Few workplaces are more deeply tied to the idea of traditional office layout than the legal firm. Law offices have typically stuck to a philosophy that’s lasted over a century: no matter how many people appear in the firm’s name, lawyers are individuals with cordoned-off, dedicated private offices. To give them any other office layout, whether open-plan or based around revolving workstations, would be to deny a longstanding idea of the private office being a personal goal and a status symbol.
But the reality of the real estate market’s costs and the growing lack of commercial office space has made that approach increasingly impractical. Compounding things is the fact that fast-moving changes to the legal profession — driven by new tech, generational turnover, tough competition, and shifting demands from clients — are becoming a major factor in how the modern law office is set up and laid out. Future-proofing legal firms in the face of these changes while preserving old law office traditions sounds like it could be a tricky task, but these changes can be gradual and non-disruptive in a way that makes them viable in the long run.
Here are some optimizations that can make the transition easier:
Augment Private Spaces with Open Spaces
Naturally there will always be a need for private offices in a law firm, considering client confidentiality and other matters that are best settled behind closed doors. Still, dedicating at least some of your floorplan to open space for socializing and co-working isn’t just a good way to optimize space and modernize the workplace, it can be a necessity for workplace morale and collaborative strength. And the literal transparency of visible workplaces — such as glass-walled offices and meeting rooms — can give off a sense of figurative transparency, too, fostering positive associations with inclusion and openness.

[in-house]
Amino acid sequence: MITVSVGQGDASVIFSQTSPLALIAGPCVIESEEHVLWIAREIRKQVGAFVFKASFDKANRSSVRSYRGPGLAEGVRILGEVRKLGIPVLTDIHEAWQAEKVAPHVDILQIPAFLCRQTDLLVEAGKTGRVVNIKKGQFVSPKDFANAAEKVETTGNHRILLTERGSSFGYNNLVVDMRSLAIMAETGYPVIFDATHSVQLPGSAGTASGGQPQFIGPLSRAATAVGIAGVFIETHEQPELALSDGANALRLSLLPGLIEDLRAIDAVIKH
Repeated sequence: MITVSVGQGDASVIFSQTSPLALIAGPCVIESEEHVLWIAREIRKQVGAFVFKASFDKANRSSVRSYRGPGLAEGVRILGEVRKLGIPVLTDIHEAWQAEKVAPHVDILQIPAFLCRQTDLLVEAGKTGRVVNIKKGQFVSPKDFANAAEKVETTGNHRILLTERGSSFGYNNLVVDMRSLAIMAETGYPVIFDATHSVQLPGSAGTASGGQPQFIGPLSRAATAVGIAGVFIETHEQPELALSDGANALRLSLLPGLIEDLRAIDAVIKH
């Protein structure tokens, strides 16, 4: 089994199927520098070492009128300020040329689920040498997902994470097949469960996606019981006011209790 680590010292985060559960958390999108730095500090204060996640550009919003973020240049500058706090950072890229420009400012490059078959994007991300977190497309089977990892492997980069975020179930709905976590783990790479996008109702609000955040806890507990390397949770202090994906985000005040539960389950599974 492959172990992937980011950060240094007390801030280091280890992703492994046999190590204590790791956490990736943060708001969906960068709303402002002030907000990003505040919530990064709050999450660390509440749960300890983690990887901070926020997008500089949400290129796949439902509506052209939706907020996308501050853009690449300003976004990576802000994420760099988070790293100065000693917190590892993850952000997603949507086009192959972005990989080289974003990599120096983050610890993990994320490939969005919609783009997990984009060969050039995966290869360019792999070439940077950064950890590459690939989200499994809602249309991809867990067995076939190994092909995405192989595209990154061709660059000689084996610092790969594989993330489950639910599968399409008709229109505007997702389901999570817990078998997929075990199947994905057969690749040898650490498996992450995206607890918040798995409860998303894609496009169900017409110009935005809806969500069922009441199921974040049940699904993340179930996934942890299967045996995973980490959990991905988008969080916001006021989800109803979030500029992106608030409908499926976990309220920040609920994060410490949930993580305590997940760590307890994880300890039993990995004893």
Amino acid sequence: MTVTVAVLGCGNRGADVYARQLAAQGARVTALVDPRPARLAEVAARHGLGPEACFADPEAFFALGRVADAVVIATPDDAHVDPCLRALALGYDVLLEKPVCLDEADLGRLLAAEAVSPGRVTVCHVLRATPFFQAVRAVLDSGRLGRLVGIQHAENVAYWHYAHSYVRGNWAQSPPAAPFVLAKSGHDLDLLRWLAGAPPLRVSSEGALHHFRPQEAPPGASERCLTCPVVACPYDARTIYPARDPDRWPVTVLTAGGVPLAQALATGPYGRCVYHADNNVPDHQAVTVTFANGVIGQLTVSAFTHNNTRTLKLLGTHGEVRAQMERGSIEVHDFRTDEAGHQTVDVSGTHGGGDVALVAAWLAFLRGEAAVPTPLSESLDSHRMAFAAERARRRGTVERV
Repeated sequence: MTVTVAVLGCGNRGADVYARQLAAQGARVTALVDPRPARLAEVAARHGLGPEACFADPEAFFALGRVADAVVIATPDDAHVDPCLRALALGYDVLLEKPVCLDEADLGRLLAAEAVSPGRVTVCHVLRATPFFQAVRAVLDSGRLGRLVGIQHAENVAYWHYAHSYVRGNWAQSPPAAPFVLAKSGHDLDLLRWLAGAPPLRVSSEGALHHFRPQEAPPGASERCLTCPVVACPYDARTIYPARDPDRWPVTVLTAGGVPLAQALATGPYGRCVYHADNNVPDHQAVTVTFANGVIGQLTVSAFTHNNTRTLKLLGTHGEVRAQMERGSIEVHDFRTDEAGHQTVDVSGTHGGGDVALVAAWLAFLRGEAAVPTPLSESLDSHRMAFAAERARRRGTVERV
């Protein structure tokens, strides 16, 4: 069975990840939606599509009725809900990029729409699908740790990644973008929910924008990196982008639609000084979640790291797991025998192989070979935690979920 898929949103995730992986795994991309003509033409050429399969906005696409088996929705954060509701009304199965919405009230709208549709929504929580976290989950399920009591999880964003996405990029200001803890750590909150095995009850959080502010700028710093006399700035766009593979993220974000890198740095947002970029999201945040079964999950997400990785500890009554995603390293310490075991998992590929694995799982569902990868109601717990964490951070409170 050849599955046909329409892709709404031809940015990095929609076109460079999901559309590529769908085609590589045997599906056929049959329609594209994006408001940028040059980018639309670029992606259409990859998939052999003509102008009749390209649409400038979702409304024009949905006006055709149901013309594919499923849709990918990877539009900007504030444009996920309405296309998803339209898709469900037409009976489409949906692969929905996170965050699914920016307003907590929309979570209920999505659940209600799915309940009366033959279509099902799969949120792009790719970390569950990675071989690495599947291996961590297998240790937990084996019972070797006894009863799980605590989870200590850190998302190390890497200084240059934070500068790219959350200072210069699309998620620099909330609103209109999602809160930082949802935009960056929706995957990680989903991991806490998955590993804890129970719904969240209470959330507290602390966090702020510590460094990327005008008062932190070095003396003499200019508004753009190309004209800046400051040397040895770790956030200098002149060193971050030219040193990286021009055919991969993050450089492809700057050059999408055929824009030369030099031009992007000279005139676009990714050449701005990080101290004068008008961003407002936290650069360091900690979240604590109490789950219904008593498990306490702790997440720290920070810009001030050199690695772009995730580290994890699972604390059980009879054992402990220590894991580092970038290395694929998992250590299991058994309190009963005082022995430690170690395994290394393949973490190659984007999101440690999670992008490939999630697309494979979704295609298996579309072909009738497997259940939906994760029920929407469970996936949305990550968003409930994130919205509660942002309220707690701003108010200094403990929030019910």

Incorporate Flexible Workstations
Not every work task’s going to be the same, but there’s not necessarily a need to dedicate separate workspaces for them. Using multi-configuration furniture that allows for in-person, small group, and virtual/online communication in the same space will go a long way towards keeping an office’s options open when it comes to configuration.
Use Tech to Increase Mobility
Lawyers will always want the option to work from any remote location outside the office as well as in it. Mobile tech has done much to improve and simplify the possibilities for remote collaboration, document-sharing, and ease of communication, so the issues of office layout alone aren’t going to cover every aspect of workplace optimization. Giving both access to and accommodations for tech-assisted mobile work will provide employees and clients alike the flexibility of choice that remote-work options provide.